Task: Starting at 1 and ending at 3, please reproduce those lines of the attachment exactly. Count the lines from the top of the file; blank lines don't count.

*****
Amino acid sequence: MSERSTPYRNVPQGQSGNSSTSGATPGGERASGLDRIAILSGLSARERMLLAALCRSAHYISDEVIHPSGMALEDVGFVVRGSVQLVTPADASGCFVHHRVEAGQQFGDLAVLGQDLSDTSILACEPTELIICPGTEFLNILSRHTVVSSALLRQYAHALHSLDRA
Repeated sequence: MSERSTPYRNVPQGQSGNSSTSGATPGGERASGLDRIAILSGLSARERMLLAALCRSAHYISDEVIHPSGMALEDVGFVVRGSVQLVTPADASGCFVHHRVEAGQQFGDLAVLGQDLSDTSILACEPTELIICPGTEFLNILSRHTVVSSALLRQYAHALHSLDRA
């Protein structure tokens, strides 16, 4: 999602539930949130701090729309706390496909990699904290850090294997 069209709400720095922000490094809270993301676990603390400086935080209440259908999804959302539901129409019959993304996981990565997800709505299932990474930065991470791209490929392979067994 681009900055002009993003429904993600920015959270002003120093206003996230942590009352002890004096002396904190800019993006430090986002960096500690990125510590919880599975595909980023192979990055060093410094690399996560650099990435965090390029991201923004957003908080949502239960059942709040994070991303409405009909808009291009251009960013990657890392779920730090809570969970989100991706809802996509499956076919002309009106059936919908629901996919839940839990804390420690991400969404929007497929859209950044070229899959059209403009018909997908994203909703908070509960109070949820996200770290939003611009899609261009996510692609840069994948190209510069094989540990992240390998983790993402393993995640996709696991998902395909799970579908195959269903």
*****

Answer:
Amino acid sequence: MSERSTPYRNVPQGQSGNSSTSGATPGGERASGLDRIAILSGLSARERMLLAALCRSAHYISDEVIHPSGMALEDVGFVVRGSVQLVTPADASGCFVHHRVEAGQQFGDLAVLGQDLSDTSILACEPTELIICPGTEFLNILSRHTVVSSALLRQYAHALHSLDRA
Repeated sequence: MSERSTPYRNVPQGQSGNSSTSGATPGGERASGLDRIAILSGLSARERMLLAALCRSAHYISDEVIHPSGMALEDVGFVVRGSVQLVTPADASGCFVHHRVEAGQQFGDLAVLGQDLSDTSILACEPTELIICPGTEFLNILSRHTVVSSALLRQYAHALHSLDRA
């Protein structure tokens, strides 16, 4: 999602539930949130701090729309706390496909990699904290850090294997 069209709400720095922000490094809270993301676990603390400086935080209440259908999804959302539901129409019959993304996981990565997800709505299932990474930065991470791209490929392979067994 681009900055002009993003429904993600920015959270002003120093206003996230942590009352002890004096002396904190800019993006430090986002960096500690990125510590919880599975595909980023192979990055060093410094690399996560650099990435965090390029991201923004957003908080949502239960059942709040994070991303409405009909808009291009251009960013990657890392779920730090809570969970989100991706809802996509499956076919002309009106059936919908629901996919839940839990804390420690991400969404929007497929859209950044070229899959059209403009018909997908994203909703908070509960109070949820996200770290939003611009899609261009996510692609840069994948190209510069094989540990992240390998983790993402393993995640996709696991998902395909799970579908195959269903």